The NAACP Legal Defense and Educational Fund, Inc., has called for an independent investigation of the fatal shooting of Joshua Brown, who testified against former Dallas police officer Amber Guyger. A jury convicted Guyger guilty in the 2018 murder of Botham Jean.
“The circumstances surrounding the murder of Mr. Brown cries out for answers. Most importantly, it demands an independent investigation of how and why he was killed,” said Sherrilyn Ifill, LDF’s president and director-counsel, said in a statement Sunday.
“We urge state or federal authorities to follow the trail of misconduct left by this case and fully investigate the circumstances surrounding Mr. Brown’s death. It is critical to public confidence in the administration of justice that witnesses who speak out against police violence are fully protected,” Ifill noted. “The suspicious circumstances of Mr. Brown’s killing should cause great alarm and demand an immediate and piercing inquiry. We echo Allison Jean’s statement that the ‘corruption we saw during this process must stop,’ and support her request for a comprehensive federal investigation of the Dallas Police Department.”
Brown, 28, was gunned down last Friday at an apartment complex, WFAA reported, just three days after Guyger’s conviction. Dallas police said in a statement that Brown was shot multiple times in the lower body. Dallas County Judge Clay Jenkins also clarified on Twitter that Brown was not shot in the “mouth or head”. He also promised that city and county officials would “work to ensure a transparent and thorough investigation of the murder of Joshua Brown.”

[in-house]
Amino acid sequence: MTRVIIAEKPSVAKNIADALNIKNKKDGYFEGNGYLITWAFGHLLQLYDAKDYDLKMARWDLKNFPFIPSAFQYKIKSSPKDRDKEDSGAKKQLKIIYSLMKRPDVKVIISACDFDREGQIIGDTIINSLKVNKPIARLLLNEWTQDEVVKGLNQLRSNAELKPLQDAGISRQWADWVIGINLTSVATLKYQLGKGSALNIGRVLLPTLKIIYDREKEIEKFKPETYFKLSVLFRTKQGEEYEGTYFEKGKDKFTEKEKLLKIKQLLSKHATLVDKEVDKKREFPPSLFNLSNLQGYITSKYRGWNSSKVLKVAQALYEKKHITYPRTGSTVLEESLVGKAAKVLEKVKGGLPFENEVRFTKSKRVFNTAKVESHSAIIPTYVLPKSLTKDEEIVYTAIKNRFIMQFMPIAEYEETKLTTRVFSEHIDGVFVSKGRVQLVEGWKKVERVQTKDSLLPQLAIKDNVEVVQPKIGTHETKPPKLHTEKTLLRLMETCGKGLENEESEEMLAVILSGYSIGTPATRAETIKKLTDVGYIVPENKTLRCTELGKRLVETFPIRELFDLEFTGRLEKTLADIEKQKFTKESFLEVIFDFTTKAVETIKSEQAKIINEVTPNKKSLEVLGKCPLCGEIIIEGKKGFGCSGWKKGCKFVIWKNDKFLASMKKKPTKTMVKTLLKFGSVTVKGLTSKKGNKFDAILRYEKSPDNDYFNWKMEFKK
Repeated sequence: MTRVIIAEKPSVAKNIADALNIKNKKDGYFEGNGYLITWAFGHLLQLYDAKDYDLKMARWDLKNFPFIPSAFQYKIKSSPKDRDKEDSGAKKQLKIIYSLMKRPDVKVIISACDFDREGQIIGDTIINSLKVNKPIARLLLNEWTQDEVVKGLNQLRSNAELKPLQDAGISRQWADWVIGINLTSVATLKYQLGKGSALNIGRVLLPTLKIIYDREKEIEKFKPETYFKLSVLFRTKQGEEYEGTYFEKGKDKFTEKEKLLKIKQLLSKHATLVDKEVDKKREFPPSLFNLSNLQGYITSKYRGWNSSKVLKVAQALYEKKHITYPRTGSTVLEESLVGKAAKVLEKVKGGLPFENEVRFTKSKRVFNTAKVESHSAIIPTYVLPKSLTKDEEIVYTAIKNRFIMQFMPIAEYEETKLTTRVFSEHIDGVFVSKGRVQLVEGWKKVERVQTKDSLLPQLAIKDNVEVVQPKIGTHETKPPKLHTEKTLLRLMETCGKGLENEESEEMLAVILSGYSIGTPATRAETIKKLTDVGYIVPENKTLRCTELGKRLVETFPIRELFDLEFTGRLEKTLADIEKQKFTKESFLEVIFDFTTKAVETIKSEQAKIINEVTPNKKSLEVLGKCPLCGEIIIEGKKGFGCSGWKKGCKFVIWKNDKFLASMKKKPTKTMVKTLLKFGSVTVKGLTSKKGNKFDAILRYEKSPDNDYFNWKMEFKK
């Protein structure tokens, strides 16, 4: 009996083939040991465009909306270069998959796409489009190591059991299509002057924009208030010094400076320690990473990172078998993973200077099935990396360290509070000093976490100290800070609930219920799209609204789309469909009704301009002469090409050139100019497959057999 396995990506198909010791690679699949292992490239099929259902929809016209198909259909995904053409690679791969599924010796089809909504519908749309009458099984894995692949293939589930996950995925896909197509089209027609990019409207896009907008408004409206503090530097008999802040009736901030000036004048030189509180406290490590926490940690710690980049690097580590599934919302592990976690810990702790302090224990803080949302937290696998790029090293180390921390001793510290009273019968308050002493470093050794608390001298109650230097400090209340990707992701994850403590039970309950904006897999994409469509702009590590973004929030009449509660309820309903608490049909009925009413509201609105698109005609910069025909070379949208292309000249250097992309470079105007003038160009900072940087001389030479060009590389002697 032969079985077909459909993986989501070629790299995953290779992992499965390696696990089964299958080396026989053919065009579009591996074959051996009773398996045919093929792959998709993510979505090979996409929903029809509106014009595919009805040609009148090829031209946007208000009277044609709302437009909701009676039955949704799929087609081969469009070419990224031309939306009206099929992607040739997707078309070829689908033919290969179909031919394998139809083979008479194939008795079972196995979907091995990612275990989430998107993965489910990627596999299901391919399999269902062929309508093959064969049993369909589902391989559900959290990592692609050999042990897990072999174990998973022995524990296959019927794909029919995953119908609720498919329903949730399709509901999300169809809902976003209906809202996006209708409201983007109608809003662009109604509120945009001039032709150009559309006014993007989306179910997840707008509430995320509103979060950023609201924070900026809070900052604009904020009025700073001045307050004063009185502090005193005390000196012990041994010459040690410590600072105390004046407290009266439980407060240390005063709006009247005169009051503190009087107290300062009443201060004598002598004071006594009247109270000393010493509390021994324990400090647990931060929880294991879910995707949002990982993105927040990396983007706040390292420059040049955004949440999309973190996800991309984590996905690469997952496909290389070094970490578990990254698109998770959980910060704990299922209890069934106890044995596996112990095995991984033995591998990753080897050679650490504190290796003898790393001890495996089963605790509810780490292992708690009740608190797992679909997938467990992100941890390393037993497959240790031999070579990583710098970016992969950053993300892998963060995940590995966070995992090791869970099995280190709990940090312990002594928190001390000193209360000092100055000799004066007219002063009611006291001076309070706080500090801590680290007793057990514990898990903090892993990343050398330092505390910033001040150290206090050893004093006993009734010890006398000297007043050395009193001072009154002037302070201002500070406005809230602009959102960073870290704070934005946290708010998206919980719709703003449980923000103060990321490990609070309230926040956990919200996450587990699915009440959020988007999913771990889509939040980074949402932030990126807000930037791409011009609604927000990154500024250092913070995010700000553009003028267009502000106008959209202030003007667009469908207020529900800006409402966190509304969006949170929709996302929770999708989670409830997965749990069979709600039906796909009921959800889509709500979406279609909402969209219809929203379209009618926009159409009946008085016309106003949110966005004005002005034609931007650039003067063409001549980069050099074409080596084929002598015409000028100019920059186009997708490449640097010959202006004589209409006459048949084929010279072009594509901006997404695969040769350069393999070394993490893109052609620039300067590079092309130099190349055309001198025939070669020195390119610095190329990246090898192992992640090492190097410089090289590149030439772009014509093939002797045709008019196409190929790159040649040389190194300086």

“We are committed to solving this case and will work diligently to apprehend the individuals responsible for Brown’s death,” Dallas Police Chief U. Renée Hall said in a statement late Sunday afternoon.
No “suspects or motives” have been established for Brown’s killing.
In an interview with ABC News on Monday, Lee Merritt, an attorney representing the Jean family, called Brown’s shooting an assassination.
“I don’t think it was a random act of violence. Whoever wanted to kill Joshua Brown met him in his home, met him in the parking lot, without a dispute or argument, shot him several times and then fled the scene. That is an assassination in my book,” Merritt said.
“Whether or not it was related to this trial, I know from speaking with Mr. Brown’s family, that he had a great deal of apprehension about testifying at this trial, about the amount of exposure that it created.